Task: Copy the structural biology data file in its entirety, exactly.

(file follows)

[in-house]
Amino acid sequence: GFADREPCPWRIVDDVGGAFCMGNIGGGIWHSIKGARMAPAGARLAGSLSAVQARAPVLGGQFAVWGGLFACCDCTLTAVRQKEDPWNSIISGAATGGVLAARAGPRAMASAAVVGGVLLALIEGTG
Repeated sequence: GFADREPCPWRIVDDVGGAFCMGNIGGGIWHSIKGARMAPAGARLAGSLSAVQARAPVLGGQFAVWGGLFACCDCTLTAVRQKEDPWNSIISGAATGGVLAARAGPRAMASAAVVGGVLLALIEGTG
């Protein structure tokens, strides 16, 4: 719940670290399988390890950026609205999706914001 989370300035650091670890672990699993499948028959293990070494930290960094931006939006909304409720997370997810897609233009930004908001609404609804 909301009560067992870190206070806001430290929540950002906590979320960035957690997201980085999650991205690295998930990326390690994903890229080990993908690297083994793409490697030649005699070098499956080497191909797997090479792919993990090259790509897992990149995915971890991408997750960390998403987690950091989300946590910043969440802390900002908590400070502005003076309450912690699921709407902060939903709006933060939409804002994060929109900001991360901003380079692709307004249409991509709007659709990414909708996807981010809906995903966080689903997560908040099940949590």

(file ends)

[in-house]
Amino acid sequence: GFADREPCPWRIVDDVGGAFCMGNIGGGIWHSIKGARMAPAGARLAGSLSAVQARAPVLGGQFAVWGGLFACCDCTLTAVRQKEDPWNSIISGAATGGVLAARAGPRAMASAAVVGGVLLALIEGTG
Repeated sequence: GFADREPCPWRIVDDVGGAFCMGNIGGGIWHSIKGARMAPAGARLAGSLSAVQARAPVLGGQFAVWGGLFACCDCTLTAVRQKEDPWNSIISGAATGGVLAARAGPRAMASAAVVGGVLLALIEGTG
């Protein structure tokens, strides 16, 4: 719940670290399988390890950026609205999706914001 989370300035650091670890672990699993499948028959293990070494930290960094931006939006909304409720997370997810897609233009930004908001609404609804 909301009560067992870190206070806001430290929540950002906590979320960035957690997201980085999650991205690295998930990326390690994903890229080990993908690297083994793409490697030649005699070098499956080497191909797997090479792919993990090259790509897992990149995915971890991408997750960390998403987690950091989300946590910043969440802390900002908590400070502005003076309450912690699921709407902060939903709006933060939409804002994060929109900001991360901003380079692709307004249409991509709007659709990414909708996807981010809906995903966080689903997560908040099940949590």